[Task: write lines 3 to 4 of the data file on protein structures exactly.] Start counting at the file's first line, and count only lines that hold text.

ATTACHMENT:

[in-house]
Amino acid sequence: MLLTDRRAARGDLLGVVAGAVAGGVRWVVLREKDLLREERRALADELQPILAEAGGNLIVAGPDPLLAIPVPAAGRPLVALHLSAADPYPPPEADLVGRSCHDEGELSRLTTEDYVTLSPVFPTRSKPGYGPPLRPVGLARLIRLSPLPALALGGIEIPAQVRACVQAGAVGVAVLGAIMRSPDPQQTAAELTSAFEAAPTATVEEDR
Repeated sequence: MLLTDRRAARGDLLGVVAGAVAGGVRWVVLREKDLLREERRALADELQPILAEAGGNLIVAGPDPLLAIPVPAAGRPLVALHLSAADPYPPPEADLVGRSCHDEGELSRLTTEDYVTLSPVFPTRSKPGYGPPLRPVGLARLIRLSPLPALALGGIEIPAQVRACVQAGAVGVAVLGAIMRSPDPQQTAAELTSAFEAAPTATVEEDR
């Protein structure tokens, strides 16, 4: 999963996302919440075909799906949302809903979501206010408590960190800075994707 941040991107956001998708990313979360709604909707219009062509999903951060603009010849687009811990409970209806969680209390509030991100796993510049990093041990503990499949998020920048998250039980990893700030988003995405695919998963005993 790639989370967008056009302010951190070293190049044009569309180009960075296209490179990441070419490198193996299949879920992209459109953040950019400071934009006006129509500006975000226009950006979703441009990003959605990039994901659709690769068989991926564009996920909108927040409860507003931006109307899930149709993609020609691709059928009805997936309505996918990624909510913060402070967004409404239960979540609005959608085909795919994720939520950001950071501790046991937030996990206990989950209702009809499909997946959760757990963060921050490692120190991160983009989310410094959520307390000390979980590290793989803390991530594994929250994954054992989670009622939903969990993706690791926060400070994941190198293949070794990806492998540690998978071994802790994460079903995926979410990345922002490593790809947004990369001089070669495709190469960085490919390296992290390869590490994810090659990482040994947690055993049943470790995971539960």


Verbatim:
Repeated sequence: MLLTDRRAARGDLLGVVAGAVAGGVRWVVLREKDLLREERRALADELQPILAEAGGNLIVAGPDPLLAIPVPAAGRPLVALHLSAADPYPPPEADLVGRSCHDEGELSRLTTEDYVTLSPVFPTRSKPGYGPPLRPVGLARLIRLSPLPALALGGIEIPAQVRACVQAGAVGVAVLGAIMRSPDPQQTAAELTSAFEAAPTATVEEDR
């Protein structure tokens, strides 16, 4: 999963996302919440075909799906949302809903979501206010408590960190800075994707 941040991107956001998708990313979360709604909707219009062509999903951060603009010849687009811990409970209806969680209390509030991100796993510049990093041990503990499949998020920048998250039980990893700030988003995405695919998963005993 790639989370967008056009302010951190070293190049044009569309180009960075296209490179990441070419490198193996299949879920992209459109953040950019400071934009006006129509500006975000226009950006979703441009990003959605990039994901659709690769068989991926564009996920909108927040409860507003931006109307899930149709993609020609691709059928009805997936309505996918990624909510913060402070967004409404239960979540609005959608085909795919994720939520950001950071501790046991937030996990206990989950209702009809499909997946959760757990963060921050490692120190991160983009989310410094959520307390000390979980590290793989803390991530594994929250994954054992989670009622939903969990993706690791926060400070994941190198293949070794990806492998540690998978071994802790994460079903995926979410990345922002490593790809947004990369001089070669495709190469960085490919390296992290390869590490994810090659990482040994947690055993049943470790995971539960």